Where to keep the kit?: your safe room in your house.

  19. jack says:

    i recommend people vacate california. that place is going to fall in the ocean before long…

  20. Michelle says:

    I want to second what david said, about keeping the gas tank half full.

    I lost my home in a tornado. I now have a pretty major emergency kit designed to accomodate a variety of emergencies.

    The single most important item: a flashlight on my keychain. You’re sunk if you don’t know what is going on around you.

    Also, maintaining good health is part of your emergency prep plan. Katrina was very bad news for those in poor health with limited mobility. After the tornado hit my home, my car was covered in power lines and trees, and the street was unpassable. I walked miles that night.

  21. Jon Anderson says:

    I would advise putting your important documents on a flash drive, not a hard drive. You could attach it to your keychain, and it isn’t a big target for theft, unlike the high-value, easily-snatchable hard drive. The last thing you want is a thief getting a copy of all of your most important documents.

  22. annab says:

    I read somewhere that you should include your pet’s shot records with the emergency papers in case you can find a place that will board the pets during the crisis.

    I’d also say have an address list for relatives, etc. So many of us use electronic communications that we don’t have the physical addresses or phone numbers memorized.

    And at the risk of sounding too graphic: if you or anyone in your household is within childbearing age, your emergency kit should contain emergency contraceptives. It’s scary, but catastrophic emergencies really shake the infrastructure and can result in increased crimes, including sexual ones. And you can’t expect that you’ll have quick access to medical attention. You can get this from the gyno or Planned Parenthood. Just my 0.02.

  23. Welmoed Sisson says:

    Another thing to consider keeping on hand is a cache of liquor and cigarettes (even if you don’t drink or smoke). In the event of a protracted emergency, these can be valuable trading commodities.

    After reading the post and comments, I can see I have some work to do.

  24. I used to have one of those crank radios, it didn’t work too well. And, in this day of centralized media, you can’t necessarily count on the local radio stations of being of much help anyway (although during Rita New Orleans’ local all-news radio channel apparently did yeoman services.) I would supplement it with a regular battery-operated radio with a large stock of spare batteries: Sony, Grundig and Sangean make very nice units which run on a few AA-cell batteries.

    Although I lack both these items myself, a cell-phone and laptop are both useful… during Rita, the cell-phone network came back up before the landlines, and there was some internet access available to refugees.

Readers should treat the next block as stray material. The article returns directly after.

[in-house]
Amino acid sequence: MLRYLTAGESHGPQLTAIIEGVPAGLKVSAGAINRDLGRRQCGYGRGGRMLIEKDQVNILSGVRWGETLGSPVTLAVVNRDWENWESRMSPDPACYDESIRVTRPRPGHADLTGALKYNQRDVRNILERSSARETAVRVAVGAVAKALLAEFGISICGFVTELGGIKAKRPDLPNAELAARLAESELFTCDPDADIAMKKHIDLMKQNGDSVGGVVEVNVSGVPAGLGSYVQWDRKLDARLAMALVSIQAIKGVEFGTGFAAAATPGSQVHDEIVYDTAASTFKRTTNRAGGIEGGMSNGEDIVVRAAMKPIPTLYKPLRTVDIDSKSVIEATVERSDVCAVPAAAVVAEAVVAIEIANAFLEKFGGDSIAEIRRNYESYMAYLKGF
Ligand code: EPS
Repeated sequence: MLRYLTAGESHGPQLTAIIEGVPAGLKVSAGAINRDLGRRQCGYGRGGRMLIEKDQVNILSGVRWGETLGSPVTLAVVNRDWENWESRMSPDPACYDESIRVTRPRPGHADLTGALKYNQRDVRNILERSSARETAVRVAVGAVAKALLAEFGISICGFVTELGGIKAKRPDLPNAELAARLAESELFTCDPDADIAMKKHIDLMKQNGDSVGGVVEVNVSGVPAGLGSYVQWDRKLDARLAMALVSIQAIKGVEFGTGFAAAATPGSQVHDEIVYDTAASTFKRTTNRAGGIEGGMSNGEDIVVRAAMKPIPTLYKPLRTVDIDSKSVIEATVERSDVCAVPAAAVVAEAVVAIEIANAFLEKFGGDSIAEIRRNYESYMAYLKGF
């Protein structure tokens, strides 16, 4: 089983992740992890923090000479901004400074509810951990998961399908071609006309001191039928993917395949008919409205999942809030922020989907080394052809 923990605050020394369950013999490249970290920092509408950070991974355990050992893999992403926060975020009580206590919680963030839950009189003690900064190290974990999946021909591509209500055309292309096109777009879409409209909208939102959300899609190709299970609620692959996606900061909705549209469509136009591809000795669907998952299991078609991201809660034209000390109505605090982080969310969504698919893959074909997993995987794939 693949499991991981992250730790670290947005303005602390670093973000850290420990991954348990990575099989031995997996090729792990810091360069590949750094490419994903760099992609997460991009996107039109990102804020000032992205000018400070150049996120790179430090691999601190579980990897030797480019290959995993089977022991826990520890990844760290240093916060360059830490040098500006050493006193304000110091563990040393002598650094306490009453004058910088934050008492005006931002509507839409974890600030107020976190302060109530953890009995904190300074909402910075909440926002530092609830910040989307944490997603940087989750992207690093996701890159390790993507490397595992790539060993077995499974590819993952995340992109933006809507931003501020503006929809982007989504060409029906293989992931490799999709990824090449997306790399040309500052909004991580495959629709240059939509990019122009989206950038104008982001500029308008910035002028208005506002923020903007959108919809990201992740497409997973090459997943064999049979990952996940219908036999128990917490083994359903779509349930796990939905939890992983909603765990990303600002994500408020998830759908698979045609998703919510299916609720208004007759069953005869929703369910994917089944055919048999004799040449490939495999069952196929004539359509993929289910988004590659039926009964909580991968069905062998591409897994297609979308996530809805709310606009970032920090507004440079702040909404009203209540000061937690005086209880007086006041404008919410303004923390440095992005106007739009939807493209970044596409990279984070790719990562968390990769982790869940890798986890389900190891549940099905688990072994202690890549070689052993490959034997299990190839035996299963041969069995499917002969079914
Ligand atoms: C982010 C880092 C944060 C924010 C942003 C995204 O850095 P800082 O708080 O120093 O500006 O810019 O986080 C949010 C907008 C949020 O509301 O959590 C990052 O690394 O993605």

25. 1stopmom says:

    Thank you so much for the great post. You have really got me thinking. Thanks to all the people who left comments too. I have got tons of ideas of what I am going to pack in my kit. I added a few things too including duct tape.

  26. JD says:

    Great topic and great post. I think Lucky makes a good point that you can never be truly prepared for a disaster and anything can go wrong with getting access or use out of your emergency kit, but that doesn’t mean having one isn’t a good idea.

    A few things to mention:

    1) You should have a good fireproof/floodproof safe (or cabinet) in your house where you can store valuables and important documents. Even if your house falls down the safe will remain intact.

    2) I hate to say it but a great thing to have in an emergency is a gun. I’m not a gun person at all. I don’t own one but when I get married, have a family, and buy a home I think I will and just keep it in a secure location. In a big disaster you don’t know what might happen. People may begin looting, going crazy, whatever.

    3) LazyMan asks a critical question – where do you put the kit? I guess there is no easy answer. I would probably buy multiple kits (or just make them, you can buy all of that stuff separately for around $20 instead of paying $90 for the kit/backpack). I would leave a kit in each car as well as one for each person in the house. I think you should train everyone in your family that if there is an emergency they should grab their kit as part of your evacuation plan. I can’t think of where in the house you should keep them. Should you put them all in one place that seems like a good place (e.g. by the door)? But that might be bad because if that one area of the house is obstructed than all the kits are gone. Should everyone keep their kits in their rooms? Probably not a good idea for quick access in an emergency. So I don’t know. I guess you have to make up one primary evacuation plan and whatever that is put it by that door.